This clear brown fermented sauce, made from small whole fish including the head and organs, is rich in iodine and other substances that benefit the thyroid gland. On heating, the fishy taste disappears but the nutrients remain. You may add fish sauce to any heated soup instead of salt.
Fish sauce originated from Asia where is it used in everyday cooking. Included in coconut curries and soups, it’s a wonderful source of iodine and other thyroid nutrients and well ad vitamins A and D. Roman soldiers marched 20 miles a day wearing armour and carrying an 35-40kg pack which included their food. They had coarse bread and millet and lentil porridge supplemented with garum or liquamem, their own version of fish sauce.
Makes about 2 cups
600gms small fish, including heads, cut up
3 tablespoons sea salt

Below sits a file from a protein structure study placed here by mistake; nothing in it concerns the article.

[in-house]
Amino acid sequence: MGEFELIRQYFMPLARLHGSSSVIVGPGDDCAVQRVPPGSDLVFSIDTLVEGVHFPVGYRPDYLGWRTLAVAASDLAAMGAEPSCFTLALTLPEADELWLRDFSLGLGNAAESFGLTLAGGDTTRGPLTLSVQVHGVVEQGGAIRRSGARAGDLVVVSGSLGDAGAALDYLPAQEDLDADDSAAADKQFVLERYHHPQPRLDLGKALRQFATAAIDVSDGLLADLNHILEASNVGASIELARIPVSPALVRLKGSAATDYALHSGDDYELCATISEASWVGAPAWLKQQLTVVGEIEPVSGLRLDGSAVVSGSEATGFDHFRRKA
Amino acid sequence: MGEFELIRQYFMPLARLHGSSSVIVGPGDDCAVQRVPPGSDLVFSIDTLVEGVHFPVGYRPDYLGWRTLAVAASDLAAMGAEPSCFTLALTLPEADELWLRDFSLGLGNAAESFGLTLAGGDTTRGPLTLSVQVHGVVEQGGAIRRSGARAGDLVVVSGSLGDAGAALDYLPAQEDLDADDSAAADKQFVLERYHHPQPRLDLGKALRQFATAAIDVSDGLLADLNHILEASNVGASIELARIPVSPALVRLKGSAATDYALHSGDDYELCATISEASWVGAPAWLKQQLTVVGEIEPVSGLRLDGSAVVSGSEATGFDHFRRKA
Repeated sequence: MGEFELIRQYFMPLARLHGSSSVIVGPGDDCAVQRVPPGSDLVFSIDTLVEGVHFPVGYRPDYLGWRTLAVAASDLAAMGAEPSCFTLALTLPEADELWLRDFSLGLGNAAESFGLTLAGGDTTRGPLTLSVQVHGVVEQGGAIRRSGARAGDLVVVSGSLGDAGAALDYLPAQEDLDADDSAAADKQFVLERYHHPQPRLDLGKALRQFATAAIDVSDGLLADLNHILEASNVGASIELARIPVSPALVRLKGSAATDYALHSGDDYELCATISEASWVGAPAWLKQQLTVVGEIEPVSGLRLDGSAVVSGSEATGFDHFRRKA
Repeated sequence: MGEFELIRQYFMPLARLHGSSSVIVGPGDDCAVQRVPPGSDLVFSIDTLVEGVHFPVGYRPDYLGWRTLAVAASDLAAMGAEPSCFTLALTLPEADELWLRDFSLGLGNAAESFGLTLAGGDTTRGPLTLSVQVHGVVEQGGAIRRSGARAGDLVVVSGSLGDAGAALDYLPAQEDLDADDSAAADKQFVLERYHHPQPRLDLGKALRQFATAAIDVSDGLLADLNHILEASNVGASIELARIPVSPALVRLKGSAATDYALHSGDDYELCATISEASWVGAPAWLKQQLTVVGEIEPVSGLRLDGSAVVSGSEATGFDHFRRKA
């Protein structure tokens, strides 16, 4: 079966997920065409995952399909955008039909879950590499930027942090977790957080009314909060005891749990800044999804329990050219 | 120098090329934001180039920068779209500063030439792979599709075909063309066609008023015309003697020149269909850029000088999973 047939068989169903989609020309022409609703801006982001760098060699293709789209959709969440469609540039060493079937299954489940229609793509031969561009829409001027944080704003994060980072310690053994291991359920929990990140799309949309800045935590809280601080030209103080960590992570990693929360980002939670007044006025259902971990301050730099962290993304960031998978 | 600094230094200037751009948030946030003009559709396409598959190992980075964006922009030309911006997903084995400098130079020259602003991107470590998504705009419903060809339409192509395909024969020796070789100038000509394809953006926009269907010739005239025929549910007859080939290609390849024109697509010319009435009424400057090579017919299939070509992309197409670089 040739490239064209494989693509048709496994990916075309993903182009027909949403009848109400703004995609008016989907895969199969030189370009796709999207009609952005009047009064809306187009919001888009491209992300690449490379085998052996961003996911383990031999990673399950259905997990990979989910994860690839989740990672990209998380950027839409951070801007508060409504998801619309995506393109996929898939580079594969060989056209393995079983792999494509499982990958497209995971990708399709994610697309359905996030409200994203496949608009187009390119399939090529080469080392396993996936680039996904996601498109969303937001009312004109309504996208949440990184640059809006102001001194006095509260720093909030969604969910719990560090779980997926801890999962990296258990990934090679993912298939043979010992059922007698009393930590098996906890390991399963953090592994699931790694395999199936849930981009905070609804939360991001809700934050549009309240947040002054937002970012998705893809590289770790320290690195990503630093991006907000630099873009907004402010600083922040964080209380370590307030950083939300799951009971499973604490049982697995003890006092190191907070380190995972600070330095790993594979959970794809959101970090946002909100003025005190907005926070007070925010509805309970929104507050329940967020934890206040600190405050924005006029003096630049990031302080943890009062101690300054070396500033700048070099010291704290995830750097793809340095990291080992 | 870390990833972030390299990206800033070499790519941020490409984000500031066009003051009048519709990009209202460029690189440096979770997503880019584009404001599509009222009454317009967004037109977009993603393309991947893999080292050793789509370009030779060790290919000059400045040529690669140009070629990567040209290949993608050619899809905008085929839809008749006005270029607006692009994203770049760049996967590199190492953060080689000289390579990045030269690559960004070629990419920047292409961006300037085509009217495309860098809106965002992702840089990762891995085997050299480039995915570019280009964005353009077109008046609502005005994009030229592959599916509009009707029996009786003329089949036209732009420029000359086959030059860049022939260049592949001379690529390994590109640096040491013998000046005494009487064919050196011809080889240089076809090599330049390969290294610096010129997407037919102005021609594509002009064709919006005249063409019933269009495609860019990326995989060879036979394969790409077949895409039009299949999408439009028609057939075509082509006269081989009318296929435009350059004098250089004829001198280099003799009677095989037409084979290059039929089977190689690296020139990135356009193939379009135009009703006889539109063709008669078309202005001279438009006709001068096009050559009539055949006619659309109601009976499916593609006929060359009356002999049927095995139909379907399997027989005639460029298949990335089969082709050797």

2 cups filtered water
2 cloves garlic, mashed
2 bay leaves, crumbled
1 teaspoon peppercorns
several pieces lemon rind
1 tablespoon tamarind paste (optional)
2 tablespoons whey
Toss fish pieces in salt and place in wide-mouth, 1 litre jar. Press down with a wooden pounder or meat hammer. Mix remaining ingredients and pour over fish. Add additional water to cover fish thoroughly if needed. Cover tightly and leave at room temperature for about 3 days. Transfer to refrigerator for several weeks. Drain liquid through a strainer and store fish sauce in the fridge.
About the Author...
Joanne Hay, Editor of Nourished Magazine, Chief Nourisher and Mother of three is very grateful to live in Byron Bay and be able to share all she has learned about Nourishment. She has trained as an Acupuncturist (unfinished), Kinesiologist (finished) and parent (never finished). She serves the Weston A Price Foundation as a chapter leader. She loves sauerkraut, kangaroo tail stew, home made ice cream, her husband Wes and her kids Isaiah, Brynn and Ronin (in no particular orderâ€¦well maybe ice cream first).